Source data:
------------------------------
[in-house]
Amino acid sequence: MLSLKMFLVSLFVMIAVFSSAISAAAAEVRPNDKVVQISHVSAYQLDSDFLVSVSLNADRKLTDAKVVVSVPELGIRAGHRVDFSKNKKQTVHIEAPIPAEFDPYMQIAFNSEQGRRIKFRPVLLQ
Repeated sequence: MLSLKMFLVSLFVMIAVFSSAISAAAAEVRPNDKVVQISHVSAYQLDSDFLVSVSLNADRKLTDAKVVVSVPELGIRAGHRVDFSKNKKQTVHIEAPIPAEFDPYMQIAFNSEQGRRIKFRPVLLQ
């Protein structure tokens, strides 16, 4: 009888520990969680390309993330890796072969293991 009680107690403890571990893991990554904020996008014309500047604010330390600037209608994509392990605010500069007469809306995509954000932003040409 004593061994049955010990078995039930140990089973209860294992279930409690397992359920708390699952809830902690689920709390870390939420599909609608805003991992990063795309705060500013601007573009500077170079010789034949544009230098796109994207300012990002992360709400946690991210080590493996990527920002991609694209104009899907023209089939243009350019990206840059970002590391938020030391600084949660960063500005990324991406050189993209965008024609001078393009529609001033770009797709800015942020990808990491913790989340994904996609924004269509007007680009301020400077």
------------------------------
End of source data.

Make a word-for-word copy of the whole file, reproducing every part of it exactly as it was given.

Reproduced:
[in-house]
Amino acid sequence: MLSLKMFLVSLFVMIAVFSSAISAAAAEVRPNDKVVQISHVSAYQLDSDFLVSVSLNADRKLTDAKVVVSVPELGIRAGHRVDFSKNKKQTVHIEAPIPAEFDPYMQIAFNSEQGRRIKFRPVLLQ
Repeated sequence: MLSLKMFLVSLFVMIAVFSSAISAAAAEVRPNDKVVQISHVSAYQLDSDFLVSVSLNADRKLTDAKVVVSVPELGIRAGHRVDFSKNKKQTVHIEAPIPAEFDPYMQIAFNSEQGRRIKFRPVLLQ
């Protein structure tokens, strides 16, 4: 009888520990969680390309993330890796072969293991 009680107690403890571990893991990554904020996008014309500047604010330390600037209608994509392990605010500069007469809306995509954000932003040409 004593061994049955010990078995039930140990089973209860294992279930409690397992359920708390699952809830902690689920709390870390939420599909609608805003991992990063795309705060500013601007573009500077170079010789034949544009230098796109994207300012990002992360709400946690991210080590493996990527920002991609694209104009899907023209089939243009350019990206840059970002590391938020030391600084949660960063500005990324991406050189993209965008024609001078393009529609001033770009797709800015942020990808990491913790989340994904996609924004269509007007680009301020400077």